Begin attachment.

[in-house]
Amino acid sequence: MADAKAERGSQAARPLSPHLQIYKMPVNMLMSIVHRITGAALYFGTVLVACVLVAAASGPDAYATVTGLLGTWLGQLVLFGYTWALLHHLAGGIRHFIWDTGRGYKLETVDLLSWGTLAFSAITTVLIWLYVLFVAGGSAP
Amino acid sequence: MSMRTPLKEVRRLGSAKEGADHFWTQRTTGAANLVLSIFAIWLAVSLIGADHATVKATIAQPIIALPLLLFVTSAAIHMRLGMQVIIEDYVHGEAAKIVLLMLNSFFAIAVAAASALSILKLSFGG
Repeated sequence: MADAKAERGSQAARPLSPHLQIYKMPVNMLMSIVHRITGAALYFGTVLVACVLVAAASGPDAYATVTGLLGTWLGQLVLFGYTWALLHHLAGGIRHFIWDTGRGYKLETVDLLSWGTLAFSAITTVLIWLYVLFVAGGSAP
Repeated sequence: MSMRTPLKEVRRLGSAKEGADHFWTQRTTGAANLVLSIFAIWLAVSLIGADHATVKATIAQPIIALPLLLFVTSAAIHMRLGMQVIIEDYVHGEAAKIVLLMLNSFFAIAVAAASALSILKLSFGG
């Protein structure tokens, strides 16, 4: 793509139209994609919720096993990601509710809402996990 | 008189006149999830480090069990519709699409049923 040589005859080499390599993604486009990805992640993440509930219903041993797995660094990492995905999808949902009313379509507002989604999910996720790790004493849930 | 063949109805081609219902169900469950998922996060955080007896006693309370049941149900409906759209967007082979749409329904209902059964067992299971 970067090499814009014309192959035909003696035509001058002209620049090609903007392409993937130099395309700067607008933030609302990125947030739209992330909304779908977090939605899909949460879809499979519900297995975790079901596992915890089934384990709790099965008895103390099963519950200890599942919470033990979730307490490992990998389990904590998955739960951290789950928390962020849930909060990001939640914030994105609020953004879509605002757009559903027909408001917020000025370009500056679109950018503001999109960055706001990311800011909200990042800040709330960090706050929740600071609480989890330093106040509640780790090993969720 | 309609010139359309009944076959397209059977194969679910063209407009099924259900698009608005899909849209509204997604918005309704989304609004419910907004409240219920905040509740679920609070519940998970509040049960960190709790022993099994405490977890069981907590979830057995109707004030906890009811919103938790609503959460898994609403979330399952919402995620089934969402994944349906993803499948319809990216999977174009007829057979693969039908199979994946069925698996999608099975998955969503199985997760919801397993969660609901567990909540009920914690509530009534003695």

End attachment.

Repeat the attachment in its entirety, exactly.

[in-house]
Amino acid sequence: MADAKAERGSQAARPLSPHLQIYKMPVNMLMSIVHRITGAALYFGTVLVACVLVAAASGPDAYATVTGLLGTWLGQLVLFGYTWALLHHLAGGIRHFIWDTGRGYKLETVDLLSWGTLAFSAITTVLIWLYVLFVAGGSAP
Amino acid sequence: MSMRTPLKEVRRLGSAKEGADHFWTQRTTGAANLVLSIFAIWLAVSLIGADHATVKATIAQPIIALPLLLFVTSAAIHMRLGMQVIIEDYVHGEAAKIVLLMLNSFFAIAVAAASALSILKLSFGG
Repeated sequence: MADAKAERGSQAARPLSPHLQIYKMPVNMLMSIVHRITGAALYFGTVLVACVLVAAASGPDAYATVTGLLGTWLGQLVLFGYTWALLHHLAGGIRHFIWDTGRGYKLETVDLLSWGTLAFSAITTVLIWLYVLFVAGGSAP
Repeated sequence: MSMRTPLKEVRRLGSAKEGADHFWTQRTTGAANLVLSIFAIWLAVSLIGADHATVKATIAQPIIALPLLLFVTSAAIHMRLGMQVIIEDYVHGEAAKIVLLMLNSFFAIAVAAASALSILKLSFGG
């Protein structure tokens, strides 16, 4: 793509139209994609919720096993990601509710809402996990 | 008189006149999830480090069990519709699409049923 040589005859080499390599993604486009990805992640993440509930219903041993797995660094990492995905999808949902009313379509507002989604999910996720790790004493849930 | 063949109805081609219902169900469950998922996060955080007896006693309370049941149900409906759209967007082979749409329904209902059964067992299971 970067090499814009014309192959035909003696035509001058002209620049090609903007392409993937130099395309700067607008933030609302990125947030739209992330909304779908977090939605899909949460879809499979519900297995975790079901596992915890089934384990709790099965008895103390099963519950200890599942919470033990979730307490490992990998389990904590998955739960951290789950928390962020849930909060990001939640914030994105609020953004879509605002757009559903027909408001917020000025370009500056679109950018503001999109960055706001990311800011909200990042800040709330960090706050929740600071609480989890330093106040509640780790090993969720 | 309609010139359309009944076959397209059977194969679910063209407009099924259900698009608005899909849209509204997604918005309704989304609004419910907004409240219920905040509740679920609070519940998970509040049960960190709790022993099994405490977890069981907590979830057995109707004030906890009811919103938790609503959460898994609403979330399952919402995620089934969402994944349906993803499948319809990216999977174009007829057979693969039908199979994946069925698996999608099975998955969503199985997760919801397993969660609901567990909540009920914690509530009534003695």